Ibrahim Rauza detail
You will certainly understand that we loved the place
space inside its boundaries, actually several private houses were built on the grounds. We had to climb up quite high, not very much of the walls remains, only the entrance gate and several impressive platforms with a canon on it. Two of the gates have already been restored, but the site s so off the beaten tracks, that few tourists leave their money there. You do not even have to pay an entrance fee for this wonderful place! The mosque was actually inside the fort, equipped with one large dome above the mihrab
, four corner domes and 75 smaller domes. The inside part had just been renovated, which left us all covered with yellowish dust. As you ca imagine, the hall was huge, filled with pillars, actually without any decoration.
Next day, another bus took us to Bidar
, a city with a well preserved fort and an impressive city wall. Bidar fascinated us from the moment we arrived. With its lively atmosphere, narrow streets, shops of all kinds, friendly and curious people and plenty of goats, we felt quite at ease. Time for an observation: in all the weeks we have spent in India s far, we have never
Hello, may I show you around?
felt uncomfortable or insecure. Maybe we are just lucky, but we believe that people here are well meaning as long as they are not overly provoked and one sticks to basic rules of security.
The first day, we only immerged into the town and walked up to the fort, but it was already closed and the entrance was also quite far from where we were. So we walked slowly back to the hotel in whose surroundings we had seen some internet cafes. Unfortunately, no broad band internet was available, only one normal telephone line shared by 6 to 8 computers, so it was impossible to upload any pictures and go on with our travel blog. But we used the internet to proceed with our planning concerning our travel to Rajasthan. We also met Mallikarjun, a very nice guy who ran one of the places. Later on we went to the hotel restaurant, which turned out to be a bar, where eating was possible. We climbed down the stairs into a dimly lit hall with several separated boxes on the sides. But everybody was friendly and the waiter did not frown when we ordered our favourite drink, lime soda. Actually,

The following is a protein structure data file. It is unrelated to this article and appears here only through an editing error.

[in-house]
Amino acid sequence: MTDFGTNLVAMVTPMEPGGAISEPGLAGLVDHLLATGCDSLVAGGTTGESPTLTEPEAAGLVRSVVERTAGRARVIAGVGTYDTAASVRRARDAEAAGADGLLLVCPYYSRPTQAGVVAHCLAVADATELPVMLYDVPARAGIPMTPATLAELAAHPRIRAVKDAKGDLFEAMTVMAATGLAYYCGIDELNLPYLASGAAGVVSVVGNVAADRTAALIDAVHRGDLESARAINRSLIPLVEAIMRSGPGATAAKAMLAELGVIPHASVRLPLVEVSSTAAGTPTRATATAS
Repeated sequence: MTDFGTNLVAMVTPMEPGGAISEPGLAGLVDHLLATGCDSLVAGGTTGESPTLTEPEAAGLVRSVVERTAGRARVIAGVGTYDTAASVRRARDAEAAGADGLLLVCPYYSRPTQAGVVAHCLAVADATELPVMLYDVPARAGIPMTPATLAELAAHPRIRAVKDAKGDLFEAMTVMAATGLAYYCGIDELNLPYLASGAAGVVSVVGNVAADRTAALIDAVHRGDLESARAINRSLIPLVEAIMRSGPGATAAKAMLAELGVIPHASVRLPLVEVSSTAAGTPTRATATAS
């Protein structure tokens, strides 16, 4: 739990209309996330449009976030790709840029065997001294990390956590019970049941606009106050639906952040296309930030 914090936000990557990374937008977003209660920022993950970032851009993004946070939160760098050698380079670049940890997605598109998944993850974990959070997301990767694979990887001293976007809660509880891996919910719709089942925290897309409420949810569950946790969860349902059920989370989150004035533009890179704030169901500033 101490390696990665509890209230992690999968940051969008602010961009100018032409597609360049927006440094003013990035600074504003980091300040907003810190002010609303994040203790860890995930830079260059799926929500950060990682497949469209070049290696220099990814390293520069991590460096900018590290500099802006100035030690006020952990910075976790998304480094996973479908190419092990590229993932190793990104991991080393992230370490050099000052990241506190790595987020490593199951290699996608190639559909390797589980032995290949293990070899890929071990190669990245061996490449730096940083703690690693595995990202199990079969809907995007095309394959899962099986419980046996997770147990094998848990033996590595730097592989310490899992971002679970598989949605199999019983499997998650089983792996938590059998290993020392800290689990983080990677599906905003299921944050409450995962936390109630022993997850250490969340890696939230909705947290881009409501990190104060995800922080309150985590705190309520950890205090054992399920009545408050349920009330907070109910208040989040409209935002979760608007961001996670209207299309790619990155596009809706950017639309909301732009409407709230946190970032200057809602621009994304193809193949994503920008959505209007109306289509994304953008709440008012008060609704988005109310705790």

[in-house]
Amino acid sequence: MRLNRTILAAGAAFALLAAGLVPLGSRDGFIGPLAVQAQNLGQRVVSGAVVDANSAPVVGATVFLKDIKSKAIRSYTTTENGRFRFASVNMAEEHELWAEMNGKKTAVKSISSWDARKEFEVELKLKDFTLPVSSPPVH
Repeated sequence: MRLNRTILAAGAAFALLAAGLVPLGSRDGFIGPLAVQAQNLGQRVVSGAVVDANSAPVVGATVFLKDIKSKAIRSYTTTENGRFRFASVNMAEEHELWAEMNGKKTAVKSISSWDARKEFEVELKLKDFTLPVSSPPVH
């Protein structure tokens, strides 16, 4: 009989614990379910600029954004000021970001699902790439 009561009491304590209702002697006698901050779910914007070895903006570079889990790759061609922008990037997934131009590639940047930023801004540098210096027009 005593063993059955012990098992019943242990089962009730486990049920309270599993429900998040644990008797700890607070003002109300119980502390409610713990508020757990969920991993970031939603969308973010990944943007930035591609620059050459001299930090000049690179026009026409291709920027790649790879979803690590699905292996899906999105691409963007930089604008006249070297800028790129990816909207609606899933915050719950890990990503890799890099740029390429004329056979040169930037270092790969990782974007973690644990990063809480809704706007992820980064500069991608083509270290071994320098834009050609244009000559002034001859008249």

I am very proud of this marvellous place...
the food was very good, what we had not expected in that place.
Next day we had plenty of time to explore the fort
, a really impressive construction, not only due to its big size. Large parts of its strong exterior walls are still intact, but few of the undoubtedly numerous buildings remain. We had a very pleasant walk, climbed up and down through partly ruined palaces and discovered that one meadow seemed to be a perfect cricket ground. In the end, a guard showed us around in the so-called Coloured Palace. It bore its name rightly, with painted walls and ceilings as well as doorframes incrusted in mother-of-pearl and delicate woodcarvings. The fort was defended by a solid triple moat and certain parts were again filled with water, making the complex seem very real.
From Bidar we took another night train, thus doing we left the state of Karnataka
. Against all expectations we saw astonishing Hindu temples from different centuries right from the very beginning and varied Muslim architecture. We were in small dusty villages and a very modern city, had the best and the worst infrastructure, from the roads to the internet connections. Travelling was sometimes
Gulbarga Fort entrance
Picturesque scene at the fort's entrance gate
tedious, but always worth the effort.